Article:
The version of the Chaconne I have is by Yehudi Menuhin, though I had actually wanted a version by Itzhak Perlman (one of the few violinists I know). It sounded amazing though, so I couldn’t complain. Miles later corrected my ignorance about Menuhin, and that explains why it is so very good, too.
A clip for you all, of Menuhin playing the Chaconne (this is only Part 1, so 7 mins long):
It would be fitting to conclude this post with one of my favourite paeans to Bach, by my favourite author in my favourite book (a lot of likes in this sentence, eh!) – from Coetzee in Diary of a Bad Year. (Some people say that this whole book is a paean to Bach, with its descent into a three-part structure.) I’ve never heard anything expressed so honestly as himself (and for once, I think I am right to see Coetzee, and not his character, saying this!); I didn’t think it would be possible to hear such unqualified, unquestioning praise from a man who questions everything. But here it is:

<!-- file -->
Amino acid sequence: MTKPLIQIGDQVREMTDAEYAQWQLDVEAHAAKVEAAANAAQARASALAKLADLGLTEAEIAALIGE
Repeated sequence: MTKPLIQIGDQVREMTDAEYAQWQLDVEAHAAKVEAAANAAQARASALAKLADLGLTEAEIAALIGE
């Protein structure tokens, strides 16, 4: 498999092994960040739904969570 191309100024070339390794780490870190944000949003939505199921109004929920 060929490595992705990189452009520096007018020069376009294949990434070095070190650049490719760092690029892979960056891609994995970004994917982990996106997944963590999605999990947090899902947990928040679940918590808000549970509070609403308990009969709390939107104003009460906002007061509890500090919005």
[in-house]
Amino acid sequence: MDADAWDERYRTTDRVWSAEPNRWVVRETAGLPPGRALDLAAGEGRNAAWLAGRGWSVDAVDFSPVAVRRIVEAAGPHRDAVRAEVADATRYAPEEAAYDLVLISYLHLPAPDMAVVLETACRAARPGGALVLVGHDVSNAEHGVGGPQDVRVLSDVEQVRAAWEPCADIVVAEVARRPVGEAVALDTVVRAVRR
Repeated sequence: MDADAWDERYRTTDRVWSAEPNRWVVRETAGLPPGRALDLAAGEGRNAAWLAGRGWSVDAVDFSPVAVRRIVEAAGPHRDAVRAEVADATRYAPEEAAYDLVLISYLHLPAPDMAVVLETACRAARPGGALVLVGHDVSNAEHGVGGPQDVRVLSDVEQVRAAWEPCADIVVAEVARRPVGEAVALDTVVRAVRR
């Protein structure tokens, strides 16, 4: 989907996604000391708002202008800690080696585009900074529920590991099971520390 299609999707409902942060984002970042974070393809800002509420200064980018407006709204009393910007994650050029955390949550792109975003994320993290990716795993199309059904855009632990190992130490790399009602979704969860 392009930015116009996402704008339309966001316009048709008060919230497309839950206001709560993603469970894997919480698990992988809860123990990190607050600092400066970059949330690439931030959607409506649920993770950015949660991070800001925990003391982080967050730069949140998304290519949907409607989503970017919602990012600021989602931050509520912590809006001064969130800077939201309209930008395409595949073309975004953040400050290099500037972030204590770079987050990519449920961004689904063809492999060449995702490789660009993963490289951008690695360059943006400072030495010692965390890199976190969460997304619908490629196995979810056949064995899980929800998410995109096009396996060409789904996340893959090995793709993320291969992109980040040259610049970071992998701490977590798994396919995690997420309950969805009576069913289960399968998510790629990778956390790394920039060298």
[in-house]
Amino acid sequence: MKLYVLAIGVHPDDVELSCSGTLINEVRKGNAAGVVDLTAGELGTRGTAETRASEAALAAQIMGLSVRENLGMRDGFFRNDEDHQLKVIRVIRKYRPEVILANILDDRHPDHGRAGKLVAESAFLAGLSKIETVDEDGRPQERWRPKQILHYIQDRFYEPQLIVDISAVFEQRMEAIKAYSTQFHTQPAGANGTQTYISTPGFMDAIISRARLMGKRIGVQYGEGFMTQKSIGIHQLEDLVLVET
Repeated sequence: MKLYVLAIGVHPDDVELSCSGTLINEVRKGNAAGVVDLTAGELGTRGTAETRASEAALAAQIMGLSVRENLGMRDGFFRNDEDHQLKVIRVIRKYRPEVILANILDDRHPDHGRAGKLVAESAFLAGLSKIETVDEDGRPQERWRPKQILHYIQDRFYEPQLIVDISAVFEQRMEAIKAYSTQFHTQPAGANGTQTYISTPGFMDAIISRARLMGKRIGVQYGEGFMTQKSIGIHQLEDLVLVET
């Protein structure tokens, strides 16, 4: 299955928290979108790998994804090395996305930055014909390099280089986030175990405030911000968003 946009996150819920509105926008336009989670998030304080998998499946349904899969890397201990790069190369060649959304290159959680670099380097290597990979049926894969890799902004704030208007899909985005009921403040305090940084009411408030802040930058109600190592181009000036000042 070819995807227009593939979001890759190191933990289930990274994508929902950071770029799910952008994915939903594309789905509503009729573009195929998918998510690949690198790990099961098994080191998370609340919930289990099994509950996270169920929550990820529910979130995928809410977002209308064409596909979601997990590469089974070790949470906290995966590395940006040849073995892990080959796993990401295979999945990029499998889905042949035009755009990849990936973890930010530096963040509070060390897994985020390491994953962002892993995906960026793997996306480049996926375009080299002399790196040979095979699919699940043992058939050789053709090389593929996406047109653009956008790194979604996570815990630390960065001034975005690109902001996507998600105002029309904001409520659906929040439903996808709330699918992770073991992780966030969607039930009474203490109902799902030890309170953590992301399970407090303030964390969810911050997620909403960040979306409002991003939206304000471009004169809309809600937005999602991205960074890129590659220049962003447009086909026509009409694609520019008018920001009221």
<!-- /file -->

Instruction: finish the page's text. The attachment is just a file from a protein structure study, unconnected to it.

“The best proof we have that life is good, and therefore that there may perhaps be a God after all, who has our welfare at heart, is that to each of us, on the day we are born, comes the music of Johann Sebastian Bach. It comes as a gift, unearned, unmerited, for free. How I would like to speak just once to that man, dead now these many years! “See how we in the twenty-first century still play your music, how we revere and love it, how we are absorbed andmoved and fortified and made joyful by it,” I would say. “In the name of all mankind, please accept these words of tribute, inadequate though they are, and let all you endured in those bitter last years of yours, including the cruel surgical operations on your eyes, be forgotten.” Diary of a Bad Year, J. M. Coetzee (‘On J. S. Bach’)